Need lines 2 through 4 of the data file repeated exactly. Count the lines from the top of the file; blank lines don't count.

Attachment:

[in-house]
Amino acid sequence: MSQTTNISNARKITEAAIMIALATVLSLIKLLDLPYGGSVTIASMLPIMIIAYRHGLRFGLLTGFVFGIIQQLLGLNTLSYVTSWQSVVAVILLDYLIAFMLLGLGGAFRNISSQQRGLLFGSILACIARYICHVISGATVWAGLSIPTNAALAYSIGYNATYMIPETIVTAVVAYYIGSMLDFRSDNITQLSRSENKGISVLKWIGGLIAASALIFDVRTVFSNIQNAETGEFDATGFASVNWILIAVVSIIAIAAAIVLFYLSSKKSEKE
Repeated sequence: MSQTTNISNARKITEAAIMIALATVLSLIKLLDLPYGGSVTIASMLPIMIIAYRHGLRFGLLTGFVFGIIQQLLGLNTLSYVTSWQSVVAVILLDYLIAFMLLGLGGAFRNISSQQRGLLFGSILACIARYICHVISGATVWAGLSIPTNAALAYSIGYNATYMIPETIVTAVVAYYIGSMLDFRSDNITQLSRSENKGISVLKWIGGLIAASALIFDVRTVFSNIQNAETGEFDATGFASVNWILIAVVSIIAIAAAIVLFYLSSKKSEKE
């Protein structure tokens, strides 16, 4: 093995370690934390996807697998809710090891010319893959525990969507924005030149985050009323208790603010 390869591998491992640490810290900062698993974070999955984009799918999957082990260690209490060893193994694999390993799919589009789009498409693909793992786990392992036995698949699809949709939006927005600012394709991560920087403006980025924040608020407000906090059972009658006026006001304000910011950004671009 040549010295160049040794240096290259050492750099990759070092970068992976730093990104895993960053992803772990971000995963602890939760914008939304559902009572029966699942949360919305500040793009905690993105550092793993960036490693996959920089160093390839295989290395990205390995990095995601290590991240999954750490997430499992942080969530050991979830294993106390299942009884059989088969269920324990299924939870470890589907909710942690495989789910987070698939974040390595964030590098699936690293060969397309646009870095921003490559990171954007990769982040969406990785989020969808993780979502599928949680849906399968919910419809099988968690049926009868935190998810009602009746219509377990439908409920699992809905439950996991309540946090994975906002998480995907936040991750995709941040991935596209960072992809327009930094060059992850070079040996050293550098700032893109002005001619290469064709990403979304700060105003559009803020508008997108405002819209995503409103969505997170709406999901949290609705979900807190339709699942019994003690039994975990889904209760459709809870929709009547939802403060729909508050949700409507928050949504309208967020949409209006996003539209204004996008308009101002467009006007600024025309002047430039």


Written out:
Amino acid sequence: MSQTTNISNARKITEAAIMIALATVLSLIKLLDLPYGGSVTIASMLPIMIIAYRHGLRFGLLTGFVFGIIQQLLGLNTLSYVTSWQSVVAVILLDYLIAFMLLGLGGAFRNISSQQRGLLFGSILACIARYICHVISGATVWAGLSIPTNAALAYSIGYNATYMIPETIVTAVVAYYIGSMLDFRSDNITQLSRSENKGISVLKWIGGLIAASALIFDVRTVFSNIQNAETGEFDATGFASVNWILIAVVSIIAIAAAIVLFYLSSKKSEKE
Repeated sequence: MSQTTNISNARKITEAAIMIALATVLSLIKLLDLPYGGSVTIASMLPIMIIAYRHGLRFGLLTGFVFGIIQQLLGLNTLSYVTSWQSVVAVILLDYLIAFMLLGLGGAFRNISSQQRGLLFGSILACIARYICHVISGATVWAGLSIPTNAALAYSIGYNATYMIPETIVTAVVAYYIGSMLDFRSDNITQLSRSENKGISVLKWIGGLIAASALIFDVRTVFSNIQNAETGEFDATGFASVNWILIAVVSIIAIAAAIVLFYLSSKKSEKE
């Protein structure tokens, strides 16, 4: 093995370690934390996807697998809710090891010319893959525990969507924005030149985050009323208790603010 390869591998491992640490810290900062698993974070999955984009799918999957082990260690209490060893193994694999390993799919589009789009498409693909793992786990392992036995698949699809949709939006927005600012394709991560920087403006980025924040608020407000906090059972009658006026006001304000910011950004671009 040549010295160049040794240096290259050492750099990759070092970068992976730093990104895993960053992803772990971000995963602890939760914008939304559902009572029966699942949360919305500040793009905690993105550092793993960036490693996959920089160093390839295989290395990205390995990095995601290590991240999954750490997430499992942080969530050991979830294993106390299942009884059989088969269920324990299924939870470890589907909710942690495989789910987070698939974040390595964030590098699936690293060969397309646009870095921003490559990171954007990769982040969406990785989020969808993780979502599928949680849906399968919910419809099988968690049926009868935190998810009602009746219509377990439908409920699992809905439950996991309540946090994975906002998480995907936040991750995709941040991935596209960072992809327009930094060059992850070079040996050293550098700032893109002005001619290469064709990403979304700060105003559009803020508008997108405002819209995503409103969505997170709406999901949290609705979900807190339709699942019994003690039994975990889904209760459709809870929709009547939802403060729909508050949700409507928050949504309208967020949409209006996003539209204004996008308009101002467009006007600024025309002047430039």